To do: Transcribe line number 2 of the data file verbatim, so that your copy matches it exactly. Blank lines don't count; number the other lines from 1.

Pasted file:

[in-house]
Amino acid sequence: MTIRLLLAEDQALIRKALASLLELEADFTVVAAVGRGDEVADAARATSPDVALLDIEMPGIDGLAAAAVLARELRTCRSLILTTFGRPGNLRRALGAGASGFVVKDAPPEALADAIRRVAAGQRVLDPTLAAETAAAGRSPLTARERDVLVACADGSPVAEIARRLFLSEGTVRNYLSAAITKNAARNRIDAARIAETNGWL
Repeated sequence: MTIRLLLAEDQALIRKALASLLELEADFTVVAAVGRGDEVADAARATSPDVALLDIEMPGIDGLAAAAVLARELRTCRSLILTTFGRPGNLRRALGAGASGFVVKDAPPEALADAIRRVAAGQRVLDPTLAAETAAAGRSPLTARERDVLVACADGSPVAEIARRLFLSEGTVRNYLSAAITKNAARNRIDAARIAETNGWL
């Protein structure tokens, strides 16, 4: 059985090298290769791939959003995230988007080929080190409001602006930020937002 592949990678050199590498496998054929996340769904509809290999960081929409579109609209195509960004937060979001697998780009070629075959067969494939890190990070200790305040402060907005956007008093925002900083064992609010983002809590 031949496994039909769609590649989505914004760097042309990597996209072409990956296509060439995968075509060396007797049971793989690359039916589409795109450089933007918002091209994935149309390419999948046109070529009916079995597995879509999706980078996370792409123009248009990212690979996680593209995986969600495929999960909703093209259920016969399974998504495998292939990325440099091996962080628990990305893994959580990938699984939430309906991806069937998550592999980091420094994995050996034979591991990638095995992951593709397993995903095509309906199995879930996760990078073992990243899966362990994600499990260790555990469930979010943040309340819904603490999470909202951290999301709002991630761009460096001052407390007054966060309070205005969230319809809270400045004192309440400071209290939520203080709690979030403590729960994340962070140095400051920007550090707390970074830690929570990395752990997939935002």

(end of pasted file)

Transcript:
Amino acid sequence: MTIRLLLAEDQALIRKALASLLELEADFTVVAAVGRGDEVADAARATSPDVALLDIEMPGIDGLAAAAVLARELRTCRSLILTTFGRPGNLRRALGAGASGFVVKDAPPEALADAIRRVAAGQRVLDPTLAAETAAAGRSPLTARERDVLVACADGSPVAEIARRLFLSEGTVRNYLSAAITKNAARNRIDAARIAETNGWL